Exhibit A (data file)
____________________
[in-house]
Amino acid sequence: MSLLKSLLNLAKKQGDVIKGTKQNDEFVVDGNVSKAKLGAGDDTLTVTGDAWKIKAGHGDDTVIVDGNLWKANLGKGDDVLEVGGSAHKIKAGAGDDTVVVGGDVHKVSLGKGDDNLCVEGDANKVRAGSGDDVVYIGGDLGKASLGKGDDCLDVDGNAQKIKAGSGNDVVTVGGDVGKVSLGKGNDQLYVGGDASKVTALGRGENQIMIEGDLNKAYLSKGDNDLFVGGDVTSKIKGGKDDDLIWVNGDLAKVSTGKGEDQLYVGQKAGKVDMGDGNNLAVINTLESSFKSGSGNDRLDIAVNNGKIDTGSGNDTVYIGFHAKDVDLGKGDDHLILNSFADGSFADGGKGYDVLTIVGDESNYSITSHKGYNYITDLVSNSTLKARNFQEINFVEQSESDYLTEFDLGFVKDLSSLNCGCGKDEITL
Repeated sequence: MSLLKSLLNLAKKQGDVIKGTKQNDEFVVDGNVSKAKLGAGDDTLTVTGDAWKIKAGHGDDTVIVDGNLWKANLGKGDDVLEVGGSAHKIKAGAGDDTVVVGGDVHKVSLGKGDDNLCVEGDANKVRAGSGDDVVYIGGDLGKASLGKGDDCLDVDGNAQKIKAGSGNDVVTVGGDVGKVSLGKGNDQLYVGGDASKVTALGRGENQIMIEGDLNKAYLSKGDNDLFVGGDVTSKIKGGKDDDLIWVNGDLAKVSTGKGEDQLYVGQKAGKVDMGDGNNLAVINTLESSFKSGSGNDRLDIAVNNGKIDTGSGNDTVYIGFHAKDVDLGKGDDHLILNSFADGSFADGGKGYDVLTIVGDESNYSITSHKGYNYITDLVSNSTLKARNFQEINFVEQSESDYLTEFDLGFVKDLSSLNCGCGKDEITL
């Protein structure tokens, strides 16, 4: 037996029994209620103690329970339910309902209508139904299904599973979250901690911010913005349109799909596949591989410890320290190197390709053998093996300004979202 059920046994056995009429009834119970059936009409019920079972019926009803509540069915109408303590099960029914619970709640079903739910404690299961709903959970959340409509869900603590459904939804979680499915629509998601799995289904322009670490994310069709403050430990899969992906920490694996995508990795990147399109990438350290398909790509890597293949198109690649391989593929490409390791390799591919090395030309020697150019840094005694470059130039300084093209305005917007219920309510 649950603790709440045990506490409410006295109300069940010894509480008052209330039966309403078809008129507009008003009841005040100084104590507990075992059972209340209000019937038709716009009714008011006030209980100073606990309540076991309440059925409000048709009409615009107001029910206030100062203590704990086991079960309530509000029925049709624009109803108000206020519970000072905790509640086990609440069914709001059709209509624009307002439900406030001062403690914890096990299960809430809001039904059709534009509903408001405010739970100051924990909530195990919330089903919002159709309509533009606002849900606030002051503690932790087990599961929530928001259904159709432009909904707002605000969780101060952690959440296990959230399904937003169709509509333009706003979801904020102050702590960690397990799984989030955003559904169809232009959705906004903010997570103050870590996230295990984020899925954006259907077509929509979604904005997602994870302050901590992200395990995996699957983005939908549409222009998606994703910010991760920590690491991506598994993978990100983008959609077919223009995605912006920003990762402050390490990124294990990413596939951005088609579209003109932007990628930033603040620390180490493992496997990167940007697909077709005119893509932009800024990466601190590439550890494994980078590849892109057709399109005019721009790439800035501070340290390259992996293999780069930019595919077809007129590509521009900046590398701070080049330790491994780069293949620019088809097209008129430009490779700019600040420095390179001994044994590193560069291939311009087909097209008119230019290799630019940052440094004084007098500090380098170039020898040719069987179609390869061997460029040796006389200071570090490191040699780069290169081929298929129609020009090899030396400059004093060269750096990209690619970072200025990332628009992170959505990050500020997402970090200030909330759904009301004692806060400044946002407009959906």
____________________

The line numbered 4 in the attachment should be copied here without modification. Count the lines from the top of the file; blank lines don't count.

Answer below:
């Protein structure tokens, strides 16, 4: 037996029994209620103690329970339910309902209508139904299904599973979250901690911010913005349109799909596949591989410890320290190197390709053998093996300004979202 059920046994056995009429009834119970059936009409019920079972019926009803509540069915109408303590099960029914619970709640079903739910404690299961709903959970959340409509869900603590459904939804979680499915629509998601799995289904322009670490994310069709403050430990899969992906920490694996995508990795990147399109990438350290398909790509890597293949198109690649391989593929490409390791390799591919090395030309020697150019840094005694470059130039300084093209305005917007219920309510 649950603790709440045990506490409410006295109300069940010894509480008052209330039966309403078809008129507009008003009841005040100084104590507990075992059972209340209000019937038709716009009714008011006030209980100073606990309540076991309440059925409000048709009409615009107001029910206030100062203590704990086991079960309530509000029925049709624009109803108000206020519970000072905790509640086990609440069914709001059709209509624009307002439900406030001062403690914890096990299960809430809001039904059709534009509903408001405010739970100051924990909530195990919330089903919002159709309509533009606002849900606030002051503690932790087990599961929530928001259904159709432009909904707002605000969780101060952690959440296990959230399904937003169709509509333009706003979801904020102050702590960690397990799984989030955003559904169809232009959705906004903010997570103050870590996230295990984020899925954006259907077509929509979604904005997602994870302050901590992200395990995996699957983005939908549409222009998606994703910010991760920590690491991506598994993978990100983008959609077919223009995605912006920003990762402050390490990124294990990413596939951005088609579209003109932007990628930033603040620390180490493992496997990167940007697909077709005119893509932009800024990466601190590439550890494994980078590849892109057709399109005019721009790439800035501070340290390259992996293999780069930019595919077809007129590509521009900046590398701070080049330790491994780069293949620019088809097209008129430009490779700019600040420095390179001994044994590193560069291939311009087909097209008119230019290799630019940052440094004084007098500090380098170039020898040719069987179609390869061997460029040796006389200071570090490191040699780069290169081929298929129609020009090899030396400059004093060269750096990209690619970072200025990332628009992170959505990050500020997402970090200030909330759904009301004692806060400044946002407009959906």